Mechanical vacuum pumps can be looked on as special kinds of compressors and so the theoretical analysis of their behaviour is based on the same principles. A vacuum pump is a compressor in which the inlet pressure is that of the chamber to be evacuated and the delivery pressure is that of the atmosphere (at least in those pumps which are designed to evacuate air back to the atmosphere).
The analysis of compressor behaviour as described in earlier chapters should be referred to for background information on the theory. There are several vacuum regimes that can be studied. One of the common situations is where the pump is used to evacuate a chamber which is initially at atmospheric pressure, reducing gradually until the final depression is reached. It will be apparent that, in a pump which can generate a depression of 0.01 torr, the effective compression ratio varies from unity to 76 000. It would be impossible to attain optimum efficiency over such a range, so the design of vacuum pumps is usually a compromise.
The characteristics of the vacuum circuit can affect considerably the behaviour and efficiency of the pump and, when designing an installation, equal weight should be given to the system as to the pump.
Vacuum pressure is quoted in torr (I torr= l mm Hg) or in kPa. Alternatively, depression is quoted as a percentage of atmospheric pressure, in which case the percentage is numerically equal to the vacuum pressure in kPa. Thus 85% vacuum is equal to a pressure of -85 kPa.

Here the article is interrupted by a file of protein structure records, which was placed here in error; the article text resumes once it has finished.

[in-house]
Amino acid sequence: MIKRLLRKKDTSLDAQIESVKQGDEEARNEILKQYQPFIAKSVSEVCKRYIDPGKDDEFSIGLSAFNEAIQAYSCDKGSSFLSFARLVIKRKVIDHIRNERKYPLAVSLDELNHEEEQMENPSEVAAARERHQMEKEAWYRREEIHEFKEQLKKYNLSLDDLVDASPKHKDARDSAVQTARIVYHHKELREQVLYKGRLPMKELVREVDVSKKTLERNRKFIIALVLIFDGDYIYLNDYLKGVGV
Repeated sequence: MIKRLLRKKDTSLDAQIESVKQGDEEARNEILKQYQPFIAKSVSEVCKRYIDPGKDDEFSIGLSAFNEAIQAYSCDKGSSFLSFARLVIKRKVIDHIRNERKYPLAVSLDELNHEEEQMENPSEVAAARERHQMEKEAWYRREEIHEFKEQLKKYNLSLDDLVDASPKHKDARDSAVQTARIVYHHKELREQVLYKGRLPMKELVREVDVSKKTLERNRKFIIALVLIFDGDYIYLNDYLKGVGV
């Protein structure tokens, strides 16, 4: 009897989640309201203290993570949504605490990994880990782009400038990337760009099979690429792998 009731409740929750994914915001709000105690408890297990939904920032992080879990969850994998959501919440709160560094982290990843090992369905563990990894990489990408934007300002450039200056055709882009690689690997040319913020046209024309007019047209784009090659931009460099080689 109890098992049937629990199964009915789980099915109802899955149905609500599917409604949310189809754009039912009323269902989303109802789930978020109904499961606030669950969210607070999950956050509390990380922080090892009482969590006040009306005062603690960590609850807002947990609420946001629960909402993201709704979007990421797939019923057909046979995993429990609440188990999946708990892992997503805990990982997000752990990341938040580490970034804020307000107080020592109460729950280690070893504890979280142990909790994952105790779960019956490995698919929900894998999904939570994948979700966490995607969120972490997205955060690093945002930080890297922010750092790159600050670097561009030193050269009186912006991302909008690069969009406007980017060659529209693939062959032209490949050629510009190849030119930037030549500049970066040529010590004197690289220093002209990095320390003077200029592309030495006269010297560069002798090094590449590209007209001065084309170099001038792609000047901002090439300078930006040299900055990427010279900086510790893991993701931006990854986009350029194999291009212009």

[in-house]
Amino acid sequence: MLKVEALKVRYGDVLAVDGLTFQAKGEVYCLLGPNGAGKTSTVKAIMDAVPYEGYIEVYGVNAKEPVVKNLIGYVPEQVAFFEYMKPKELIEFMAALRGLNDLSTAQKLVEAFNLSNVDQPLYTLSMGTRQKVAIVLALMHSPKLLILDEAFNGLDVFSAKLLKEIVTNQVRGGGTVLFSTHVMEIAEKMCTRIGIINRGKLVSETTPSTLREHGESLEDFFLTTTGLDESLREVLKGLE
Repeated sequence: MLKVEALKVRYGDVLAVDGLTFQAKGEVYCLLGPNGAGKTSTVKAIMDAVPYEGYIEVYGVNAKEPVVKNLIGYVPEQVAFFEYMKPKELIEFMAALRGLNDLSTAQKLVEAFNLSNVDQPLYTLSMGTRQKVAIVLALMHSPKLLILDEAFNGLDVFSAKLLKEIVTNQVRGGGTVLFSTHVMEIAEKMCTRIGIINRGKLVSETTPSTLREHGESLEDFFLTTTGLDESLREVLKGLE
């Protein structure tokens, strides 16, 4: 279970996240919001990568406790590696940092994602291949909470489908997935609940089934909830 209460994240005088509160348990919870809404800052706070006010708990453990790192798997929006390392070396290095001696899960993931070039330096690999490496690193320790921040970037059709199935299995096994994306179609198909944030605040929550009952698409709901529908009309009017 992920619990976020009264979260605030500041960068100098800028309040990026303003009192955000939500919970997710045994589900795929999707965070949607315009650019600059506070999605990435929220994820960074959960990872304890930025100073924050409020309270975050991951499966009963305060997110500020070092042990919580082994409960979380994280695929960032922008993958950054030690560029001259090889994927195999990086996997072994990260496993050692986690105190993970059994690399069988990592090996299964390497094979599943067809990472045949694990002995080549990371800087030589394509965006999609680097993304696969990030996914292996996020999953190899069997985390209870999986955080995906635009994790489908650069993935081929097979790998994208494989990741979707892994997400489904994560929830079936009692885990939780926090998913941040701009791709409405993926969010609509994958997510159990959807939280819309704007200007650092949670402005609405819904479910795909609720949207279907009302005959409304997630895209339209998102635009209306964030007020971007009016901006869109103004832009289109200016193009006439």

The quantity of a gas in a partial vacuum is expressed as a product of pressure and volume (commonly called PV units) because this is a measure of the total number of molecules in a given volume. A variety ofPV units are in use: torr litres is the traditional unit; micron litres (ie micrometres of Hg) is also used; in SI units, the preference is for Newton metres (I torr litre= 0.1333 N m).
Leakage rate is often expressed as torr litre/s, !usee (micron litre/s), clusec (O.Ollusec) or in SI units N rn/s.
If the vacuum required is lower than is represented by this value of pressure ratio, the work increases to a maximum and then decreases; the drive to the pump must be capable of supplying this maximum.
Withy= 1.4, the maximum value for the work rate is 0.043 kW per 1/s of pump flow.
An important concept in vacuum technology is that of conductance in a pipe or an aperture. It is usually given the symbol U and is defined as:
flow of gas in PV units pressure difference across the device The units are litre/s.
For the determination of conductance in various types of flow restriction, reference should be made to specialist texts, but two of the most common restrictions are long pipes and apertures, for which the following approximations may be used. For a long pipe of constant diameter and air at 25°C,